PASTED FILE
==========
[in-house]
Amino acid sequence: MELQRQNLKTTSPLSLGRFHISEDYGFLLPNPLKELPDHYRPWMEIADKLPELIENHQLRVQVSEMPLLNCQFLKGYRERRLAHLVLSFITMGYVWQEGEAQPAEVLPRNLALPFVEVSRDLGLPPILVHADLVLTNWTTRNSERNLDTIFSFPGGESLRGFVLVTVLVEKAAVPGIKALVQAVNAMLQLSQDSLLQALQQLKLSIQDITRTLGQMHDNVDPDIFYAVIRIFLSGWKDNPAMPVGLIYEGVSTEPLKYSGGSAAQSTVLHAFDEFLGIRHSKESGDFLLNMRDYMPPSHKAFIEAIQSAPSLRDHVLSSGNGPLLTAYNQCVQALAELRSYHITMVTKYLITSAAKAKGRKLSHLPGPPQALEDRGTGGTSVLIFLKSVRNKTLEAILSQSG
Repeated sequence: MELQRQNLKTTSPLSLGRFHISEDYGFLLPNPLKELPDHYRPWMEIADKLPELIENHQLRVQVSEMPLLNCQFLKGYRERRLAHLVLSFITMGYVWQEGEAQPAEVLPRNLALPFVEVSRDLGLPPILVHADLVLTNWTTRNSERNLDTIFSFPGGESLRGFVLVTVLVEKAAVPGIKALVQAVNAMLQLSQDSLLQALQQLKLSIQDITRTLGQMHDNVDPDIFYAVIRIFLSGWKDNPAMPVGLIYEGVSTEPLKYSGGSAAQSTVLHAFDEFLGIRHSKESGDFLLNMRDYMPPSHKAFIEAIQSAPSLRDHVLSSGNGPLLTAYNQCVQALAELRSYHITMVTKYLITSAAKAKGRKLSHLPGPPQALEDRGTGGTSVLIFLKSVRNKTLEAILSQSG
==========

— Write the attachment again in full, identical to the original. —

[in-house]
Amino acid sequence: MELQRQNLKTTSPLSLGRFHISEDYGFLLPNPLKELPDHYRPWMEIADKLPELIENHQLRVQVSEMPLLNCQFLKGYRERRLAHLVLSFITMGYVWQEGEAQPAEVLPRNLALPFVEVSRDLGLPPILVHADLVLTNWTTRNSERNLDTIFSFPGGESLRGFVLVTVLVEKAAVPGIKALVQAVNAMLQLSQDSLLQALQQLKLSIQDITRTLGQMHDNVDPDIFYAVIRIFLSGWKDNPAMPVGLIYEGVSTEPLKYSGGSAAQSTVLHAFDEFLGIRHSKESGDFLLNMRDYMPPSHKAFIEAIQSAPSLRDHVLSSGNGPLLTAYNQCVQALAELRSYHITMVTKYLITSAAKAKGRKLSHLPGPPQALEDRGTGGTSVLIFLKSVRNKTLEAILSQSG
Repeated sequence: MELQRQNLKTTSPLSLGRFHISEDYGFLLPNPLKELPDHYRPWMEIADKLPELIENHQLRVQVSEMPLLNCQFLKGYRERRLAHLVLSFITMGYVWQEGEAQPAEVLPRNLALPFVEVSRDLGLPPILVHADLVLTNWTTRNSERNLDTIFSFPGGESLRGFVLVTVLVEKAAVPGIKALVQAVNAMLQLSQDSLLQALQQLKLSIQDITRTLGQMHDNVDPDIFYAVIRIFLSGWKDNPAMPVGLIYEGVSTEPLKYSGGSAAQSTVLHAFDEFLGIRHSKESGDFLLNMRDYMPPSHKAFIEAIQSAPSLRDHVLSSGNGPLLTAYNQCVQALAELRSYHITMVTKYLITSAAKAKGRKLSHLPGPPQALEDRGTGGTSVLIFLKSVRNKTLEAILSQSG